Categories Menu

Posted by on Dec 24, 2013 | 3 comments

Our Favorite Sounds Of 2013

Photo by: Chris Phutully

Photo by: Chris Phutully

The year 2013 has been one of changes, additions, and collaboration here at Designing Sound and we want to thank all of our readers for their attention, suggestions, contributions, and overwhelming support. There have been so many great films, shows, games and events this year that we thought we would share some of our favorites for you to go back and check in case you missed them!

This post is full of links and youtube videos, so please be patient on the loading. I assure you it is worth it!

Read More

Posted by on Feb 28, 2011 | 5 comments

Peter Albrechtsen Special: Backgrounds in the Foreground

[Written by Peter Albrechtsen for Designing Sound]

Let’s start with talking not about choice of sounds but choice of words.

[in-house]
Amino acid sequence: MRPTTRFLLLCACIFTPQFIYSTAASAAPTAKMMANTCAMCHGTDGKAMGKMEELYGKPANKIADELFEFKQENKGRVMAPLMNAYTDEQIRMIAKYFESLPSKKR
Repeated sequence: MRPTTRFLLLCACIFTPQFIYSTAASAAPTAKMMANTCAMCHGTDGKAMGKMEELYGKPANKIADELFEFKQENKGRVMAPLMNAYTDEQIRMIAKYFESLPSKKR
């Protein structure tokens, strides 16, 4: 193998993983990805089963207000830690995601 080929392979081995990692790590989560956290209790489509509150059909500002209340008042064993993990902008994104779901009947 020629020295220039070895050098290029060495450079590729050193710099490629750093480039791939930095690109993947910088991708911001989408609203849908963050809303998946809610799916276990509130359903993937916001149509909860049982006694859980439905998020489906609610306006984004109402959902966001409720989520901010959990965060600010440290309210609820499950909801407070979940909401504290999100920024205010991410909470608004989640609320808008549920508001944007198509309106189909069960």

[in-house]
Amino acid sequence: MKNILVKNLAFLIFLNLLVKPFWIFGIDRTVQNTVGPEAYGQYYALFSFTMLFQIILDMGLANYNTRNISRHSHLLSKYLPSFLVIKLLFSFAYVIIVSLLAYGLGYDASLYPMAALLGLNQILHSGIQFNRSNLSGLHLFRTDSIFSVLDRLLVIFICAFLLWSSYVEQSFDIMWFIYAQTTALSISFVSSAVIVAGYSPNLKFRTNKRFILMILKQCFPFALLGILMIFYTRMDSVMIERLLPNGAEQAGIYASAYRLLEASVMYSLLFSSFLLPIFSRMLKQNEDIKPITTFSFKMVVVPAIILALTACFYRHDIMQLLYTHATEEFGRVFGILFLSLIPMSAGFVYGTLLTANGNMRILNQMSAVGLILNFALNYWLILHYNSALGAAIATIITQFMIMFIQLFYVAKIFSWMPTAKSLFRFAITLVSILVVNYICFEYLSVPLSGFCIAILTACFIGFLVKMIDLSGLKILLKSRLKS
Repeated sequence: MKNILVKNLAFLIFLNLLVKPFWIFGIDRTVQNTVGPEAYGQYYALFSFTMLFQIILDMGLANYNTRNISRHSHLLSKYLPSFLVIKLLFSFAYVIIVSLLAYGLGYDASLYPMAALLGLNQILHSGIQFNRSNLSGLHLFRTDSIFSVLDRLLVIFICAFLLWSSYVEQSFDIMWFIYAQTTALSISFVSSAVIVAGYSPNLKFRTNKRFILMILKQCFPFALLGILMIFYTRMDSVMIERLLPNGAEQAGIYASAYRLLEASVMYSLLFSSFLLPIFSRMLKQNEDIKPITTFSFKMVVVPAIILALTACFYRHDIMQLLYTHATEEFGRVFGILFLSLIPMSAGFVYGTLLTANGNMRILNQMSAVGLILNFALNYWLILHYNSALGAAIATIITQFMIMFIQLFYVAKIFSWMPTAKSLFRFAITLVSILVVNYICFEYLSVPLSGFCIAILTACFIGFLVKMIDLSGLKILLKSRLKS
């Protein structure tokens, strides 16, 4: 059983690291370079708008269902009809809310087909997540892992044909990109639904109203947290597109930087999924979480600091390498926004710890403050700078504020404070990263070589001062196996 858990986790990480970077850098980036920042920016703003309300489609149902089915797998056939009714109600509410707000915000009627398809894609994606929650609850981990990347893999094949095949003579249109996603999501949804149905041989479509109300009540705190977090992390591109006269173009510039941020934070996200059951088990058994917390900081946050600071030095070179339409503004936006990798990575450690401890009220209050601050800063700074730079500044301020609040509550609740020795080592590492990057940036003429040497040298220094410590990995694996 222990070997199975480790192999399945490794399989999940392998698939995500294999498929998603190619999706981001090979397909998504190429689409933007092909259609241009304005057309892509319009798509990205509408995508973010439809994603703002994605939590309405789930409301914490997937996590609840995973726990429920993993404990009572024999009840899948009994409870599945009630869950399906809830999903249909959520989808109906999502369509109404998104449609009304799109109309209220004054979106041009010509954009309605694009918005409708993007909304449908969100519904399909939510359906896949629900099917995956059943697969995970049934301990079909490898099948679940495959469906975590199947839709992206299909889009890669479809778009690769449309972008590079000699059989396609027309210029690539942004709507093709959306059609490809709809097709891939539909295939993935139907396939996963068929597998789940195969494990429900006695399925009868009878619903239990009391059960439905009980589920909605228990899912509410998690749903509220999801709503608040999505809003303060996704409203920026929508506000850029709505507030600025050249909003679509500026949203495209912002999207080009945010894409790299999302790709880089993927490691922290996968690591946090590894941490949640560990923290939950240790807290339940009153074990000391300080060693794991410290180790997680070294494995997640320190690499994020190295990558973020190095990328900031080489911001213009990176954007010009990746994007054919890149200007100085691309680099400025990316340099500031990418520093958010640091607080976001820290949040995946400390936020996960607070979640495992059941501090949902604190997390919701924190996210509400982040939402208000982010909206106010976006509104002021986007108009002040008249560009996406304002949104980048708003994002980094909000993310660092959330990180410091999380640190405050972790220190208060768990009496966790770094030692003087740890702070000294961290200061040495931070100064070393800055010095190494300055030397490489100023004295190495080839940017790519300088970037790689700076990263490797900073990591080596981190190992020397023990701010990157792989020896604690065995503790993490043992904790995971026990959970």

In the US, background ambiences are called backgrounds – or just BG’s. In Denmark, though, we call them atmospheres. For me, that’s actually a better word to describe this part of the soundtrack, as background sounds can add so much texture, feeling and – yes – atmosphere to a scene. It’s an amazing tool to shape a scene, not just mapping out the geography and time of day, but also setting the mood, creating a vibe and building an underlying rhythm. It’s one of my favorite sound design tools because it works quite subliminally and can be extremely effective, nevertheless.

I want to start out showing a commercial I did a couple of years ago, which I think showcases ambiences in an interesting way. It’s an IKEA commercial directed by a very visually and aurally imaginative Danish director, Martin de Thurah, who really created this commercial with sound in mind. Here it is (even though this youtube-link isn’t exactly the greatest quality, sorry):

YouTube Preview Image

First of all, I need to point out that the sound design of this commercial wasn’t just done by me but by two talented colleagues as well, sound designers Morten Green and Mads Heldtberg, the latter also being a very skilled composer. It took a lot of experimentation and building of sounds to establish the very different universes and small tales that unfold very, very fast in this commercial.